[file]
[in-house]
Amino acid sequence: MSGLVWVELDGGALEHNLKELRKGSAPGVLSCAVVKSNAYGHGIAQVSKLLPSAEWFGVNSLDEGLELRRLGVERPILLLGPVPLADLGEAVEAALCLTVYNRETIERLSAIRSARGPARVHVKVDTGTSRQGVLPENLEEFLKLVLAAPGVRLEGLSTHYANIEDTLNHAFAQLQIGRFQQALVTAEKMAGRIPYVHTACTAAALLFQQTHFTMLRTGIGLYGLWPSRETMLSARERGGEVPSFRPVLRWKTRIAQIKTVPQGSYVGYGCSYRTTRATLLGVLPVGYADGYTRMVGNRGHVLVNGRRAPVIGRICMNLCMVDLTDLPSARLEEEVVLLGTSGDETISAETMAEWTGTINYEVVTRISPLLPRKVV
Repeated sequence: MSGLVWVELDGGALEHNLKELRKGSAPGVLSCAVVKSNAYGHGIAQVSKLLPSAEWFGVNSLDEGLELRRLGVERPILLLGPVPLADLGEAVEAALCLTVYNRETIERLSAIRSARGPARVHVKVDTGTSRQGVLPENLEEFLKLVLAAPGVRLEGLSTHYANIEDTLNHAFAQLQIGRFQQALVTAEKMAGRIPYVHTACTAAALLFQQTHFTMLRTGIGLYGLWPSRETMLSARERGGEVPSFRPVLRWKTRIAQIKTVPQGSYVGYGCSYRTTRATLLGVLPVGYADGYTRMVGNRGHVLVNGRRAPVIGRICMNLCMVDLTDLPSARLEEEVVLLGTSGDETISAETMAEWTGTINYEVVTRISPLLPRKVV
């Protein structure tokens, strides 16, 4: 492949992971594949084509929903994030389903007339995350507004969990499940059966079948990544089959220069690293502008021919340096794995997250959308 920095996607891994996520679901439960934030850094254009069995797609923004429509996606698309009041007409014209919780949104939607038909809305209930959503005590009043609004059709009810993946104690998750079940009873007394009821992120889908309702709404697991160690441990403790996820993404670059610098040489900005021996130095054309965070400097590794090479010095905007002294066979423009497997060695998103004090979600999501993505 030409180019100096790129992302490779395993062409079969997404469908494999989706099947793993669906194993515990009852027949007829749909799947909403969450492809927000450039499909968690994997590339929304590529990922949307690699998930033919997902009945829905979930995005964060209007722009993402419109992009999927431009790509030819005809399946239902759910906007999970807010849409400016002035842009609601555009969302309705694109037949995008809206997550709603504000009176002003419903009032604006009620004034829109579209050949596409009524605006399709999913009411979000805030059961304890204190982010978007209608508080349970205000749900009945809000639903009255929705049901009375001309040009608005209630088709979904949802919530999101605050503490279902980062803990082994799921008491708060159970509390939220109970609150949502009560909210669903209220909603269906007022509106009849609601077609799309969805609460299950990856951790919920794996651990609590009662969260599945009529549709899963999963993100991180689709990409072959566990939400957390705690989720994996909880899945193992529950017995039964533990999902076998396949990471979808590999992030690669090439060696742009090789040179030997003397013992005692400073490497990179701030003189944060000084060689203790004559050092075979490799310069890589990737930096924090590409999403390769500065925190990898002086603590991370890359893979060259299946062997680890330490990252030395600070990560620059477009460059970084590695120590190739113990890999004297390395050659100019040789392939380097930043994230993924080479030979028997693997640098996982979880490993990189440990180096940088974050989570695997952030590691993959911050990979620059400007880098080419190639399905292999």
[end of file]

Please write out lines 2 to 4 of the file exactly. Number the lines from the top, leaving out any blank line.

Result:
Amino acid sequence: MSGLVWVELDGGALEHNLKELRKGSAPGVLSCAVVKSNAYGHGIAQVSKLLPSAEWFGVNSLDEGLELRRLGVERPILLLGPVPLADLGEAVEAALCLTVYNRETIERLSAIRSARGPARVHVKVDTGTSRQGVLPENLEEFLKLVLAAPGVRLEGLSTHYANIEDTLNHAFAQLQIGRFQQALVTAEKMAGRIPYVHTACTAAALLFQQTHFTMLRTGIGLYGLWPSRETMLSARERGGEVPSFRPVLRWKTRIAQIKTVPQGSYVGYGCSYRTTRATLLGVLPVGYADGYTRMVGNRGHVLVNGRRAPVIGRICMNLCMVDLTDLPSARLEEEVVLLGTSGDETISAETMAEWTGTINYEVVTRISPLLPRKVV
Repeated sequence: MSGLVWVELDGGALEHNLKELRKGSAPGVLSCAVVKSNAYGHGIAQVSKLLPSAEWFGVNSLDEGLELRRLGVERPILLLGPVPLADLGEAVEAALCLTVYNRETIERLSAIRSARGPARVHVKVDTGTSRQGVLPENLEEFLKLVLAAPGVRLEGLSTHYANIEDTLNHAFAQLQIGRFQQALVTAEKMAGRIPYVHTACTAAALLFQQTHFTMLRTGIGLYGLWPSRETMLSARERGGEVPSFRPVLRWKTRIAQIKTVPQGSYVGYGCSYRTTRATLLGVLPVGYADGYTRMVGNRGHVLVNGRRAPVIGRICMNLCMVDLTDLPSARLEEEVVLLGTSGDETISAETMAEWTGTINYEVVTRISPLLPRKVV
């Protein structure tokens, strides 16, 4: 492949992971594949084509929903994030389903007339995350507004969990499940059966079948990544089959220069690293502008021919340096794995997250959308 920095996607891994996520679901439960934030850094254009069995797609923004429509996606698309009041007409014209919780949104939607038909809305209930959503005590009043609004059709009810993946104690998750079940009873007394009821992120889908309702709404697991160690441990403790996820993404670059610098040489900005021996130095054309965070400097590794090479010095905007002294066979423009497997060695998103004090979600999501993505 030409180019100096790129992302490779395993062409079969997404469908494999989706099947793993669906194993515990009852027949007829749909799947909403969450492809927000450039499909968690994997590339929304590529990922949307690699998930033919997902009945829905979930995005964060209007722009993402419109992009999927431009790509030819005809399946239902759910906007999970807010849409400016002035842009609601555009969302309705694109037949995008809206997550709603504000009176002003419903009032604006009620004034829109579209050949596409009524605006399709999913009411979000805030059961304890204190982010978007209608508080349970205000749900009945809000639903009255929705049901009375001309040009608005209630088709979904949802919530999101605050503490279902980062803990082994799921008491708060159970509390939220109970609150949502009560909210669903209220909603269906007022509106009849609601077609799309969805609460299950990856951790919920794996651990609590009662969260599945009529549709899963999963993100991180689709990409072959566990939400957390705690989720994996909880899945193992529950017995039964533990999902076998396949990471979808590999992030690669090439060696742009090789040179030997003397013992005692400073490497990179701030003189944060000084060689203790004559050092075979490799310069890589990737930096924090590409999403390769500065925190990898002086603590991370890359893979060259299946062997680890330490990252030395600070990560620059477009460059970084590695120590190739113990890999004297390395050659100019040789392939380097930043994230993924080479030979028997693997640098996982979880490993990189440990180096940088974050989570695997952030590691993959911050990979620059400007880098080419190639399905292999």